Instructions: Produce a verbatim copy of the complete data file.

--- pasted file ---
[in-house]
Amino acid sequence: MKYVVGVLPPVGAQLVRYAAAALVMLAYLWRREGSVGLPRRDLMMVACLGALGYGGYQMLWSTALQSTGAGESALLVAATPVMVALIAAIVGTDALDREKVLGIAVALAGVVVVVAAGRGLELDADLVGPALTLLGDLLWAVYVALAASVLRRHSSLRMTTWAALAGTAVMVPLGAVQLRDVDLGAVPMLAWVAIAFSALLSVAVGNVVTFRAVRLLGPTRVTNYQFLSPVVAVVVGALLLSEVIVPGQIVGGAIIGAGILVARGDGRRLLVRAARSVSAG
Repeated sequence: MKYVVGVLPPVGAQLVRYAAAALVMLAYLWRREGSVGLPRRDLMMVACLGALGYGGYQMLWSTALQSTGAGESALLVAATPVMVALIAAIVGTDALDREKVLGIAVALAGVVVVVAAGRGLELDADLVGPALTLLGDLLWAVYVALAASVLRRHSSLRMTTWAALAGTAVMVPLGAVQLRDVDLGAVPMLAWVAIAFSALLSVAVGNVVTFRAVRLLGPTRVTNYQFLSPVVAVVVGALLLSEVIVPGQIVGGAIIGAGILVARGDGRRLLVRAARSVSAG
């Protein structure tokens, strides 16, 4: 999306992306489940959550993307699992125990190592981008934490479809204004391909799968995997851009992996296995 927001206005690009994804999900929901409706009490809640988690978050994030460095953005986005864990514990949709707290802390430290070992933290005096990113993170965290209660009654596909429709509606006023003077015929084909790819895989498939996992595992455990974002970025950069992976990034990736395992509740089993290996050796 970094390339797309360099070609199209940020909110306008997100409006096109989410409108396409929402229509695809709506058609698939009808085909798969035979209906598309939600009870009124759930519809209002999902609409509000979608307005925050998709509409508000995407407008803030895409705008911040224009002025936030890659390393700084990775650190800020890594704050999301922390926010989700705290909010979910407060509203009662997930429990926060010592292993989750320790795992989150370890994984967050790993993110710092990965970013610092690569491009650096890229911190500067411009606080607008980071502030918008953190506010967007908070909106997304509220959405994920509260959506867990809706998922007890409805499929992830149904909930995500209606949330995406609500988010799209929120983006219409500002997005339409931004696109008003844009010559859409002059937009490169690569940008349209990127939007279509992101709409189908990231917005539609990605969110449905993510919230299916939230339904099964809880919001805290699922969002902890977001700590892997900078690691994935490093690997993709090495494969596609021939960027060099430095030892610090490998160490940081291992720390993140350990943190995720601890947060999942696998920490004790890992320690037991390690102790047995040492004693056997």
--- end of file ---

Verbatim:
[in-house]
Amino acid sequence: MKYVVGVLPPVGAQLVRYAAAALVMLAYLWRREGSVGLPRRDLMMVACLGALGYGGYQMLWSTALQSTGAGESALLVAATPVMVALIAAIVGTDALDREKVLGIAVALAGVVVVVAAGRGLELDADLVGPALTLLGDLLWAVYVALAASVLRRHSSLRMTTWAALAGTAVMVPLGAVQLRDVDLGAVPMLAWVAIAFSALLSVAVGNVVTFRAVRLLGPTRVTNYQFLSPVVAVVVGALLLSEVIVPGQIVGGAIIGAGILVARGDGRRLLVRAARSVSAG
Repeated sequence: MKYVVGVLPPVGAQLVRYAAAALVMLAYLWRREGSVGLPRRDLMMVACLGALGYGGYQMLWSTALQSTGAGESALLVAATPVMVALIAAIVGTDALDREKVLGIAVALAGVVVVVAAGRGLELDADLVGPALTLLGDLLWAVYVALAASVLRRHSSLRMTTWAALAGTAVMVPLGAVQLRDVDLGAVPMLAWVAIAFSALLSVAVGNVVTFRAVRLLGPTRVTNYQFLSPVVAVVVGALLLSEVIVPGQIVGGAIIGAGILVARGDGRRLLVRAARSVSAG
């Protein structure tokens, strides 16, 4: 999306992306489940959550993307699992125990190592981008934490479809204004391909799968995997851009992996296995 927001206005690009994804999900929901409706009490809640988690978050994030460095953005986005864990514990949709707290802390430290070992933290005096990113993170965290209660009654596909429709509606006023003077015929084909790819895989498939996992595992455990974002970025950069992976990034990736395992509740089993290996050796 970094390339797309360099070609199209940020909110306008997100409006096109989410409108396409929402229509695809709506058609698939009808085909798969035979209906598309939600009870009124759930519809209002999902609409509000979608307005925050998709509409508000995407407008803030895409705008911040224009002025936030890659390393700084990775650190800020890594704050999301922390926010989700705290909010979910407060509203009662997930429990926060010592292993989750320790795992989150370890994984967050790993993110710092990965970013610092690569491009650096890229911190500067411009606080607008980071502030918008953190506010967007908070909106997304509220959405994920509260959506867990809706998922007890409805499929992830149904909930995500209606949330995406609500988010799209929120983006219409500002997005339409931004696109008003844009010559859409002059937009490169690569940008349209990127939007279509992101709409189908990231917005539609990605969110449905993510919230299916939230339904099964809880919001805290699922969002902890977001700590892997900078690691994935490093690997993709090495494969596609021939960027060099430095030892610090490998160490940081291992720390993140350990943190995720601890947060999942696998920490004790890992320690037991390690102790047995040492004693056997």